It’s a philosophy of different managers that they can do it, they can compete – if he can do it, I can too. But I don’t think there is a particular reason in our education, for example.
We are competitive in all levels of society; it might be partly because we are a small country.

CI: When did Slovenia become an independent nation? And has adopting the Euro helped you in international trade or not?
JP: 1991. And we became part of the European Union, adopting the Euro as our currency, in 2004. We were one of the first Eastern European countries to join and implement the Euro at the same time.
Being part of the Euro has definitely helped with trade I think. Business and exporting is easier, the currency is stable and we are very successful as a part of the Euro. It was very difficult for us before 2004; every European country needed its own certificate, import permissions, different currency… because we are working in many jurisdictions we had many more problems before joining the Euro.
It is also easier when trading outside of the EU. With Asia or the US, it’s not complicated but before we joined the EU we had difficulty in export, lots of bureaucracy to deal with. And it gives customers confidence, dealing with the Euro too. I can say that in general, it has helped the country and economy overall as well. 

CI: Is there much of a domestic market in Slovenia?
JP: Not really, no – we tend to describe Europe as our domestic market.

CI: How is Interblock going to grow in future?
CI: We have a lot of ideas. Our main focus right now is on growing the US market, which we have been doing for the last two years. The business model we use there is quite successful, we have some products working well in the field. At the moment we are manufacturing product here in Europe and export to the US, where we lease the games or participate with recurring revenue.
The main products there are Roulette, Baccarat and Blackjack are our best games in the US.
The US market is a big market, with many facets and you have to assess which products will succeed in a property. If we are successful in our job, we can deliver a full cash box to our operators and that’s the only way to communicate with a customer. If your products prove themselves over a couple of months and the cash box is full, you have many more possibilities to work with those operators. If it doesn’t work, you can come back with another idea or solution. It’s a tough market though, and you don’t have a lot of time to succeed. If your machine is not earning money or you don’t get an engineer to it rapidly if it needs a service, you can be taken off the floor very quickly.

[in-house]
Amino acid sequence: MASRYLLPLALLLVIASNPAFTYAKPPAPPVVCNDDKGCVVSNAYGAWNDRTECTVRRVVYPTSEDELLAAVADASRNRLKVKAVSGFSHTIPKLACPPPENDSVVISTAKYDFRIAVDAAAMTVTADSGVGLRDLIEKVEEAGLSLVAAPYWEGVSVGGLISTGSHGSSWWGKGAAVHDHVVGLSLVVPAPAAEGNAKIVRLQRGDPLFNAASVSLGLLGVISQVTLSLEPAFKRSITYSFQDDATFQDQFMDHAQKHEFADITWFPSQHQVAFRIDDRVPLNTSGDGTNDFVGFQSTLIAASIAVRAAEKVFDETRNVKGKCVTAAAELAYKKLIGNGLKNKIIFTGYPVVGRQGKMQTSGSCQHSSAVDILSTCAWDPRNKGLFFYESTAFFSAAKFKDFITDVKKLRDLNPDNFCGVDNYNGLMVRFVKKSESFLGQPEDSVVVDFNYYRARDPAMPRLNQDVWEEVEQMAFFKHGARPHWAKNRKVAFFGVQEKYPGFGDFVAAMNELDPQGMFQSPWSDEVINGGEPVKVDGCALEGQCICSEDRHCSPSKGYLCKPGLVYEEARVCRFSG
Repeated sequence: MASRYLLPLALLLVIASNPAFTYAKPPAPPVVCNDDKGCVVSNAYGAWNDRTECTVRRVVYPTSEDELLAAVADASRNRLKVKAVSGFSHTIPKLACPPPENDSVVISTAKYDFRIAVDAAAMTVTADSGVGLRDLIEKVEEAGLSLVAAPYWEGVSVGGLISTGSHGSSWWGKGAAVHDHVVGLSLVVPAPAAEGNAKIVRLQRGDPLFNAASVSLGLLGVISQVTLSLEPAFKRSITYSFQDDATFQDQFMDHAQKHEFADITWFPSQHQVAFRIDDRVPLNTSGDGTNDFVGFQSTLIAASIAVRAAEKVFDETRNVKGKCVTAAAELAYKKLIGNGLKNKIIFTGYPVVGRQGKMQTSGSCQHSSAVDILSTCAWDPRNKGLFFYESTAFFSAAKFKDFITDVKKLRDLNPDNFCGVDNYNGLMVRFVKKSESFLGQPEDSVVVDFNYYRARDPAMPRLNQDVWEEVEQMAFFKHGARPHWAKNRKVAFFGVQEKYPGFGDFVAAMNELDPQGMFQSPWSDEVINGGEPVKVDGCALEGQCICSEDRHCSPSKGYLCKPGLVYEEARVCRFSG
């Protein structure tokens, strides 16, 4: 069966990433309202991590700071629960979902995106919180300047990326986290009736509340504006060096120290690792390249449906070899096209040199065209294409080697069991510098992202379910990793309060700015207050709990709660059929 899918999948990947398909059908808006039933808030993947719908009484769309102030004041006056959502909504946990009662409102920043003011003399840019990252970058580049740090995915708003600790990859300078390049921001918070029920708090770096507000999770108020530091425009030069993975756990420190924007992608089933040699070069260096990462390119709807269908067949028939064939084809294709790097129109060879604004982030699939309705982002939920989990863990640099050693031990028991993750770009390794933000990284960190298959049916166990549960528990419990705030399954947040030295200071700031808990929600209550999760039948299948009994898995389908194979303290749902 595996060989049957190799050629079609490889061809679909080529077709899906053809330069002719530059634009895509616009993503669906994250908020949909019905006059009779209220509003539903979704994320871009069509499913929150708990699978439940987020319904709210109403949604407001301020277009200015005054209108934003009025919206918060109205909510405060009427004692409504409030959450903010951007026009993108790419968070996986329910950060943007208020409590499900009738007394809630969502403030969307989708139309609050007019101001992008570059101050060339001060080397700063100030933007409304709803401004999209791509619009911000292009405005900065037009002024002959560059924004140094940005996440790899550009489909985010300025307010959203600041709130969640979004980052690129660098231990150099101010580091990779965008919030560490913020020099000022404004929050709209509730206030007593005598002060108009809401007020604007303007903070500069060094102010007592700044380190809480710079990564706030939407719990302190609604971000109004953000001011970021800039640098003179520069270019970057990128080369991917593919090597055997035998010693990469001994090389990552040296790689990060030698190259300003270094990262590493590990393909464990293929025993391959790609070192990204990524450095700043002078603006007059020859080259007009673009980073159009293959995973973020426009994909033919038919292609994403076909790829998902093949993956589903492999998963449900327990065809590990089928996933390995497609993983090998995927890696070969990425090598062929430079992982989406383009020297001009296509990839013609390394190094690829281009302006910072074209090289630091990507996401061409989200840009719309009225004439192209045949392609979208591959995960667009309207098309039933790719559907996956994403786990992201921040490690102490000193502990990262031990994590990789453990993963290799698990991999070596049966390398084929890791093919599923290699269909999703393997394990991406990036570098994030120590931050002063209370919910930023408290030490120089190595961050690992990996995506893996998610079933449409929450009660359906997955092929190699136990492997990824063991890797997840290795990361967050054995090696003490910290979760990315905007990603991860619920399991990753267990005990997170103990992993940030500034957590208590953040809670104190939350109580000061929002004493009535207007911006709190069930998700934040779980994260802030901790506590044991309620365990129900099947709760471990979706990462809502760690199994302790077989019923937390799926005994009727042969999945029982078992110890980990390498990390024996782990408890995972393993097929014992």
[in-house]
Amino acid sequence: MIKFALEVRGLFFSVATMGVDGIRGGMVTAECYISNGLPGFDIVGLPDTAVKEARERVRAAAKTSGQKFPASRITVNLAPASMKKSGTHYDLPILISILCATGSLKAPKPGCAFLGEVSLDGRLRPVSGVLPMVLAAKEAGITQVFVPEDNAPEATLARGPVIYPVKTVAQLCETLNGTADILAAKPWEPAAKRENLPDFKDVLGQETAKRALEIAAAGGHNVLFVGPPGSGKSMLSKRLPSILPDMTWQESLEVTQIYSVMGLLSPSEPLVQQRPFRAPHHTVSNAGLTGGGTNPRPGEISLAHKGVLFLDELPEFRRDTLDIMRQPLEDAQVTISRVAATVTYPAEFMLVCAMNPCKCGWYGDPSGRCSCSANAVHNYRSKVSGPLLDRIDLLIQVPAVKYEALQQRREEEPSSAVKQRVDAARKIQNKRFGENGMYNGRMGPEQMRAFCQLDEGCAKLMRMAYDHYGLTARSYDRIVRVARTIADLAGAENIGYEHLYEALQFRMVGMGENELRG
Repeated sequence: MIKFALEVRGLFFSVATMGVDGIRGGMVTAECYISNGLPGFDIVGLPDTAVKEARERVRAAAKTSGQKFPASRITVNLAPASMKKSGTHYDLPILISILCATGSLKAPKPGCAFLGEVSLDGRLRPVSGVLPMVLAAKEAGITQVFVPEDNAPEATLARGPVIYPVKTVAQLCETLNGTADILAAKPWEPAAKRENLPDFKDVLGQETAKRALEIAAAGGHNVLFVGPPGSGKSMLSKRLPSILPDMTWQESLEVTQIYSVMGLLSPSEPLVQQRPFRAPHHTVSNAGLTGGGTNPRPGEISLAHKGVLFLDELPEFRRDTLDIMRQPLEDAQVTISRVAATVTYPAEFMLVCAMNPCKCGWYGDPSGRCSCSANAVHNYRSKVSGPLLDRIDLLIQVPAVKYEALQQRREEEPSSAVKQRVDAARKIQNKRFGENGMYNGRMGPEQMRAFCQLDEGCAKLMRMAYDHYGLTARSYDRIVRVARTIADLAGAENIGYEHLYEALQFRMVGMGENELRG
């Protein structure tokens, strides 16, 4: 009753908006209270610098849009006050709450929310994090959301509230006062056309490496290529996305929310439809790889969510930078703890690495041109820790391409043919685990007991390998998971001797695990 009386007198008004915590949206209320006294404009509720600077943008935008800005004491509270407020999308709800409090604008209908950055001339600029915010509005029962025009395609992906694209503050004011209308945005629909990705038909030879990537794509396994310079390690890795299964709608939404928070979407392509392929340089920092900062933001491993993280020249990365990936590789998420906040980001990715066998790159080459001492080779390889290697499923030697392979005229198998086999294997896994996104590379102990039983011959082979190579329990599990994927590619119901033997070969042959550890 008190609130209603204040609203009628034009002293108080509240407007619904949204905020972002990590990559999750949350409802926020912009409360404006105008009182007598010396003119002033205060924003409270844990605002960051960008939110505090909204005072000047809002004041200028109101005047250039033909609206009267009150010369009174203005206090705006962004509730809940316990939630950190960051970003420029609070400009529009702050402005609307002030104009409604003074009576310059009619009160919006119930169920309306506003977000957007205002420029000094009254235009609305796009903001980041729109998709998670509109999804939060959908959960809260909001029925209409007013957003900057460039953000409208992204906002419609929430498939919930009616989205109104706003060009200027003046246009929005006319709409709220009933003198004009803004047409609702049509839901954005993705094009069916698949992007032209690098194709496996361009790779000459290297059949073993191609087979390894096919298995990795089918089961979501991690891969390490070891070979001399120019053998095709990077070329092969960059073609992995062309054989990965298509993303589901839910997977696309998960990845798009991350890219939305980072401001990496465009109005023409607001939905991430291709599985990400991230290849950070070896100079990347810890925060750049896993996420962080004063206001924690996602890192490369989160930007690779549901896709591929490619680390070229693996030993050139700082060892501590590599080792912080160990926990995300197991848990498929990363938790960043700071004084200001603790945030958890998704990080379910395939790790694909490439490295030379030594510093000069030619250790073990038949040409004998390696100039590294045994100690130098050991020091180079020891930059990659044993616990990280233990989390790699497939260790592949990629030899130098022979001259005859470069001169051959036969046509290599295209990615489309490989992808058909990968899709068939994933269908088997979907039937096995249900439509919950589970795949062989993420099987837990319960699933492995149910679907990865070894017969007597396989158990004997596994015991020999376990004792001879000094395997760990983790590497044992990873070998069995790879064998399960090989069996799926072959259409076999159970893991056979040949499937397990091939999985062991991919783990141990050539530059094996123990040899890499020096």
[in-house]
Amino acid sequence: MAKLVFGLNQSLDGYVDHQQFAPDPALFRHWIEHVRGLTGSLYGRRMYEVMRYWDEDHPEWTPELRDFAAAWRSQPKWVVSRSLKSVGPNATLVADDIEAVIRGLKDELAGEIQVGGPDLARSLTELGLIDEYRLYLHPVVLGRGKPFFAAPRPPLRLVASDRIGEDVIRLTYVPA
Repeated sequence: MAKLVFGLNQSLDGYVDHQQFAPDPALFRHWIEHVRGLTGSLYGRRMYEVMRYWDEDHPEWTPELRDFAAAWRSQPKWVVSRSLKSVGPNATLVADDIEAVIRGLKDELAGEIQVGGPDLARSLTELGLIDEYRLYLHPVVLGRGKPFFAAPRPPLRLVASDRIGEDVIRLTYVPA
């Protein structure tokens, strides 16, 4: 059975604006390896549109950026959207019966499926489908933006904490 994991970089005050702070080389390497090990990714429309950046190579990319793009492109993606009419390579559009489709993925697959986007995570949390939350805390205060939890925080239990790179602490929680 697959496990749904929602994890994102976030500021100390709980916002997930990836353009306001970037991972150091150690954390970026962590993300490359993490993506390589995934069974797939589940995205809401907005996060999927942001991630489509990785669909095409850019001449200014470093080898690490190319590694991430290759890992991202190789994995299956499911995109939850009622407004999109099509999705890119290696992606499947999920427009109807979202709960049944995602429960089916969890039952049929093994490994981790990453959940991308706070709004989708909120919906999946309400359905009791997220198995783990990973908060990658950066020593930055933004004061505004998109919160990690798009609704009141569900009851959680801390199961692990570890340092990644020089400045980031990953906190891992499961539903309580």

We have strong plans for Australia and Asia in the next few years; we have made an entirely new product for Australia, which will be very interesting. In general we will invest heavily in coming years into new products. If Interblock is now luxury gaming products, we want to become luxury gaming services; that’s my vision.

CI: What does that really mean?
JP: In the next five years we will need to step down and say goodbye to boxes, and make a different kind of box for our customers; change the concept of gaming. That’s our plan. We are developing systems.
In five years I am not saying that we will disappear from the market, I just want to say we will deliver a brand new technology which is very different from what we are delivering right now and over the next two years. I expect a lot of things in the casino field to change in the next five years, not just because of Interblock but because of general evolution and new technology, and because the big companies will have problems in coming years in terms of finding new growth. That means opportunities for a smaller company to run between elephants on ice!
I’m not saying we want to create some kind of technical engineering for our customers that will do everything; I’m just saying that the background of the technology will change in the company. We are developing new platforms and software that, if the regulator says yes and operators like it, has the potential for a customer to take their iPhone and choose roulette from a list of my customers and play a live wheel. It’s about interoperability.

CI: That’s the magic word, isn’t it? It leads to maximum customer retention in theory.
JP: Think of the customer as having an account – and think of a gaming device, the box that collects the money. We are talking about an ‘account’ on this gaming device; this is where your money will be recorded when it’s put into the machine. You put in £100 and the record goes to the CMS, which allows the player to play with £100. When you lose or cash out, the account disappears; the next player comes along, puts £20 in and a new ‘account’ is created. As long as that account is kept within the walls of the casino, the regulator is happy. When you move the account out of the casino, whether it is to play online, or just in your hotel room, they are not happy because they lose control and cannot collect their taxes and that’s the main regulatory issue everywhere.
If you allow an option that you will register your account in the hotel, go there and put £100 in, access online and play your own device, nobody has an issue from a regulatory perspective. 
It’s a new approach with new technologies, which we will provide in the coming years. We have invested heavily in new products recently, and we have the products for the next five to ten years ready to go. We will not spend so much time researching and developing roulette, dice, blackjack, baccarat because we are the only company to have big hologram, small hologram, video, live, mechanical, and all families have at least 13 games and as many side bets… we have a very broad suite of products to work with now and in the future. We will invest in the new coming systems which we believe we will be ready to present at G2E 2015 or ICE 2016.